I'd like to second Anna's vote: the Harvey was pretty thick. But I can see the relation here between the non-physical structures of economies/internetworks and physical structures of flesh/blood/bricks/mortar. Theoretically, the non-physical appears to be created by the physical under this definition, but there are arguably also effects going in the other direction.
Here's an unorganized rant of economic, theoretical, and digital divide questions:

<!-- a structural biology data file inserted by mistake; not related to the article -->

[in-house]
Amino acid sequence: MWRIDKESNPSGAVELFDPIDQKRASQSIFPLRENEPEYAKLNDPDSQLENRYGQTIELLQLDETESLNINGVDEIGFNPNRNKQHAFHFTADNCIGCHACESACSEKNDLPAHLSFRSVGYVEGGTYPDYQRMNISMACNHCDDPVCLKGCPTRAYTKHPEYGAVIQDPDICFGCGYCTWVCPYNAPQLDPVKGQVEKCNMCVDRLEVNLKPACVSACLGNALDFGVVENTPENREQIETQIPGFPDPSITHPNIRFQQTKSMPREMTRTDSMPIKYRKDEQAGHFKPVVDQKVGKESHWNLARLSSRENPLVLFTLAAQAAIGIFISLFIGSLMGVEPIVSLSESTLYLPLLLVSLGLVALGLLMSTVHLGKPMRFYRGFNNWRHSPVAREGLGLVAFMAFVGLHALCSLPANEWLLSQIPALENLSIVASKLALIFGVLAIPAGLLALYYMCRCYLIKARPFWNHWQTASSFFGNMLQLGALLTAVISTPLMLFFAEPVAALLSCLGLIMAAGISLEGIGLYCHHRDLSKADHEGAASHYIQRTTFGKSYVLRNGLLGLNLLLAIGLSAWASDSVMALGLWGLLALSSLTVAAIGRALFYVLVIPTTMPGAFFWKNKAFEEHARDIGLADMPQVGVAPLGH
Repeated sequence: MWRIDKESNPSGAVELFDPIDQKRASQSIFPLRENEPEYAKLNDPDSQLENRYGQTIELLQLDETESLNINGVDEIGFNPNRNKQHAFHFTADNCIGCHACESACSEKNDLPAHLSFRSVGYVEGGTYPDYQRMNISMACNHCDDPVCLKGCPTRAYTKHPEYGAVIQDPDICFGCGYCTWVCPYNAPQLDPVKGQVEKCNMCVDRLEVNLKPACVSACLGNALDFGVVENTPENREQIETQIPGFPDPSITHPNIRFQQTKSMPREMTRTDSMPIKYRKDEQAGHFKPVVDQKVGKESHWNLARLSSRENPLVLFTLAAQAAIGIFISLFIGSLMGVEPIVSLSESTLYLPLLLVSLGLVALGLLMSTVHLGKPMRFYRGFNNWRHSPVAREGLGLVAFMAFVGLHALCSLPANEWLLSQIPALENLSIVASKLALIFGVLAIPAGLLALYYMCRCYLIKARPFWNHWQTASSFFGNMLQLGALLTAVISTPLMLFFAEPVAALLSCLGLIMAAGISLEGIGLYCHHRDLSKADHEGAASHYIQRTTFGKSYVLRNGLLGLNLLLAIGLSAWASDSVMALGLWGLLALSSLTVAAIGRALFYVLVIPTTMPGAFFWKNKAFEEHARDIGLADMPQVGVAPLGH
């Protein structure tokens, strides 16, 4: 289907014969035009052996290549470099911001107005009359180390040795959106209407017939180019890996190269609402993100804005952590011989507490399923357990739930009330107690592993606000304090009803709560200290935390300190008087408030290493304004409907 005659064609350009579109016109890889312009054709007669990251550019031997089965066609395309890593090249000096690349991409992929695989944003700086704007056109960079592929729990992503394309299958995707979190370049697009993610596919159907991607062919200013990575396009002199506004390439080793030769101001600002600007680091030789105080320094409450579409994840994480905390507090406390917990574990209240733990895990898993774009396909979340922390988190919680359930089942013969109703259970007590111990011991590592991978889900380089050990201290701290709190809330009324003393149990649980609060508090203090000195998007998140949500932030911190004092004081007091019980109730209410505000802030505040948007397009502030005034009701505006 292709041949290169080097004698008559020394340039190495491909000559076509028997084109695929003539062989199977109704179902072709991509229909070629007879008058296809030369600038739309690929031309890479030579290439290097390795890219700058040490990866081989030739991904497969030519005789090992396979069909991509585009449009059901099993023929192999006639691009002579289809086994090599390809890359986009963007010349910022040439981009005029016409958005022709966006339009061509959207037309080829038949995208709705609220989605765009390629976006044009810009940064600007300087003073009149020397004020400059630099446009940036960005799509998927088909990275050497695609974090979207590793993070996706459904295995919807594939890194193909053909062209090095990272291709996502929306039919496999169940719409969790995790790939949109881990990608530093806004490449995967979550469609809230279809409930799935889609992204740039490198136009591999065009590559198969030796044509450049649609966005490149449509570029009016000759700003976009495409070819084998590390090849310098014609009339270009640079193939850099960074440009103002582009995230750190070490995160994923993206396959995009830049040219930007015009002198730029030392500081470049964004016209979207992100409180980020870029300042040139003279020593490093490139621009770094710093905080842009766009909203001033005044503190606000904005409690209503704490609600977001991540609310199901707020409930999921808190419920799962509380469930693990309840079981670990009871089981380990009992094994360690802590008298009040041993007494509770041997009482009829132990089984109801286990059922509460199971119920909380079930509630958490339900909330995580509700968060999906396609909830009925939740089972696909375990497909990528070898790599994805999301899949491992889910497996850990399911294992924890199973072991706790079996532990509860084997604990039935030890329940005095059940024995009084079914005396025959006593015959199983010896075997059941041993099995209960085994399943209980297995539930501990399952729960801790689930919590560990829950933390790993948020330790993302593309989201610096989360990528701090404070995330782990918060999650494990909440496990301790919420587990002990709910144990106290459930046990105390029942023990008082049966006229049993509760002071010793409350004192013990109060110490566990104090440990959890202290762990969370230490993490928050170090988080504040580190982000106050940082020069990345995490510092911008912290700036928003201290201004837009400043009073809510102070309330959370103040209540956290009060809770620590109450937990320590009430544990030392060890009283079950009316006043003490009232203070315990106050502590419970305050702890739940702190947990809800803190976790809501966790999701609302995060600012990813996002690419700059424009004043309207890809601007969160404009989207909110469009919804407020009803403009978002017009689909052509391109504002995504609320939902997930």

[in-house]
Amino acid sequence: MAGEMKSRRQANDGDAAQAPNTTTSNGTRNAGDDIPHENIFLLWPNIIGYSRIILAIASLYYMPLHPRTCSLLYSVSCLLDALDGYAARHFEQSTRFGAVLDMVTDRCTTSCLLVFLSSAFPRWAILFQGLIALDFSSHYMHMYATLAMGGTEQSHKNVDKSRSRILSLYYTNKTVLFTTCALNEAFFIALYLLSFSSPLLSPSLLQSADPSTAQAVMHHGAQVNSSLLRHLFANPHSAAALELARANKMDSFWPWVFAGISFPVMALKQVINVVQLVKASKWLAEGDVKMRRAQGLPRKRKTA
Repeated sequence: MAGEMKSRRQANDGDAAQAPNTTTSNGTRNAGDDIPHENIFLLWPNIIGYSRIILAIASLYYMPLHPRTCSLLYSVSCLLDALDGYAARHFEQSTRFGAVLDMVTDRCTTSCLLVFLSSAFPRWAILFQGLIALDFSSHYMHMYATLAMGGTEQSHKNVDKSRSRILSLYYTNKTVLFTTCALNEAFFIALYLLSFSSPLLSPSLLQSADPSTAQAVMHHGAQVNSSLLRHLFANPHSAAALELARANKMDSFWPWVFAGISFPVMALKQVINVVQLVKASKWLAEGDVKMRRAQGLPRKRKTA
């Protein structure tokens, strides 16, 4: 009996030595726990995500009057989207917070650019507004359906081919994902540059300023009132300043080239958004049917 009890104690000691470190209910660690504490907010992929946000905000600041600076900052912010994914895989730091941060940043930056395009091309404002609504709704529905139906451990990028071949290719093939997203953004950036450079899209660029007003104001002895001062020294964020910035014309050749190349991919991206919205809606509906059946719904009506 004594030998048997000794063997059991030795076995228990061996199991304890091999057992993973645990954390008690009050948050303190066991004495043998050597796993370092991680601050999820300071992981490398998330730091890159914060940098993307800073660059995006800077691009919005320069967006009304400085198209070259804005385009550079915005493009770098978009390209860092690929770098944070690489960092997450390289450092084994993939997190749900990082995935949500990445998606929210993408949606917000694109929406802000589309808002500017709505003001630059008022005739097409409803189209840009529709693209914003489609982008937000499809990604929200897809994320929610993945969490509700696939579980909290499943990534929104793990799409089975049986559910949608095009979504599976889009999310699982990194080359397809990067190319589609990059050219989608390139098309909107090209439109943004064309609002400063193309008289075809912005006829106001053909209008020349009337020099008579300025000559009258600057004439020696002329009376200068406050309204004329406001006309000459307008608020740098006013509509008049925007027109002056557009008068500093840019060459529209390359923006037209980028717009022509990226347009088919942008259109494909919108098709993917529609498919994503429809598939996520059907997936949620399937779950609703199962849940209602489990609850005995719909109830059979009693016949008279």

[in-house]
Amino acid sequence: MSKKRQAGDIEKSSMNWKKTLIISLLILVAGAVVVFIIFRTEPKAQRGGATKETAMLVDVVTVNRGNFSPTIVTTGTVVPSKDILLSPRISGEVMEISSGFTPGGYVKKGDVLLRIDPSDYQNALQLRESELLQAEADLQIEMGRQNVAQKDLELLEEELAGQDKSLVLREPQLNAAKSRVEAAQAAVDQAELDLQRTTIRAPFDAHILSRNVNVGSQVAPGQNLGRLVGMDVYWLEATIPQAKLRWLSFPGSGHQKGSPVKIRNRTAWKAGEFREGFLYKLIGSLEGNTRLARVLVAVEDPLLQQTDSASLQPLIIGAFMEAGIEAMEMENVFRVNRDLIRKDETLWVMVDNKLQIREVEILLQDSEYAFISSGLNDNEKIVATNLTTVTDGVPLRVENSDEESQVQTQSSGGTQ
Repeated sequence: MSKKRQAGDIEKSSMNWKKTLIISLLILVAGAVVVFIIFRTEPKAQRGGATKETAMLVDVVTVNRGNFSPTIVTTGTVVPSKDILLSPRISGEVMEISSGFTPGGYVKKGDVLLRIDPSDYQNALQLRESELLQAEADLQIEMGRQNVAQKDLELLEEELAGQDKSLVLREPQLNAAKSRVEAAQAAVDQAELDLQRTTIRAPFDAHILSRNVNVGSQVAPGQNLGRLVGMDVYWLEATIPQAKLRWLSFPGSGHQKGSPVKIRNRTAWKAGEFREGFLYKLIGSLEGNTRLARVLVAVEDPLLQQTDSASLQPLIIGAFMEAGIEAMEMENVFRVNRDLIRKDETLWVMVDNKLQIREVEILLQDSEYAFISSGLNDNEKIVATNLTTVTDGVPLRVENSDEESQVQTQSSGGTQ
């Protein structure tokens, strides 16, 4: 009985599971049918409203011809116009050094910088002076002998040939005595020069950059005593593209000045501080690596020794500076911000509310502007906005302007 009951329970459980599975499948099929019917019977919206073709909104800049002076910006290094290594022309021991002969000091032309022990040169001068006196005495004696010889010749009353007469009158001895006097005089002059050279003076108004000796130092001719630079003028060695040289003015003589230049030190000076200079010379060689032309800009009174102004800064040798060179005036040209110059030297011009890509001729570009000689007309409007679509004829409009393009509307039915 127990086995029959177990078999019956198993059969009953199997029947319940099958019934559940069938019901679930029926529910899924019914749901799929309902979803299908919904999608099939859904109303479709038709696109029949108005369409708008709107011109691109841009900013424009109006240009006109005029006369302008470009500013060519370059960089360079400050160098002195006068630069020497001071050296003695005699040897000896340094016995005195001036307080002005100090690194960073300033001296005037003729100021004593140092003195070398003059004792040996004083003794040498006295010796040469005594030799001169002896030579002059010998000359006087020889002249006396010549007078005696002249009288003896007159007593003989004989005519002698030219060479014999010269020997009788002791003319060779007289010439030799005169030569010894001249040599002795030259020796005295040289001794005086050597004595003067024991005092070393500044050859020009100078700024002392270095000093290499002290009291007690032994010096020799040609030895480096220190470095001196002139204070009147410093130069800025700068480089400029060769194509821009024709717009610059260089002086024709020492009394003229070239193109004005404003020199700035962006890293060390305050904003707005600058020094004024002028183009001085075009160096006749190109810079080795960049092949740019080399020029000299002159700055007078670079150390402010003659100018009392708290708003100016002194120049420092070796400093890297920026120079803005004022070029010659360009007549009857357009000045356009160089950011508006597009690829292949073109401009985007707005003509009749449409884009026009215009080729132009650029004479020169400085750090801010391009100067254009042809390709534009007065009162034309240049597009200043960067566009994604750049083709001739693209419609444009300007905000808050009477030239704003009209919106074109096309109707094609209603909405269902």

How does the gambling on public projects and running a town like a business affect its citizens (Isn't there a principle of economics that says that unemployment is a desirable phenomenon)? If cities embrace the model of the capitalist machine, how are the needs of inhabitants really served? This can all be extended to a question of the divides created by our information economy (which I think both readings were trying to make): as the products of labor become less and less engaged from the physical world, what is the use of binding a job to a place? How does this relate to assembling HP printers in Silicon Valley?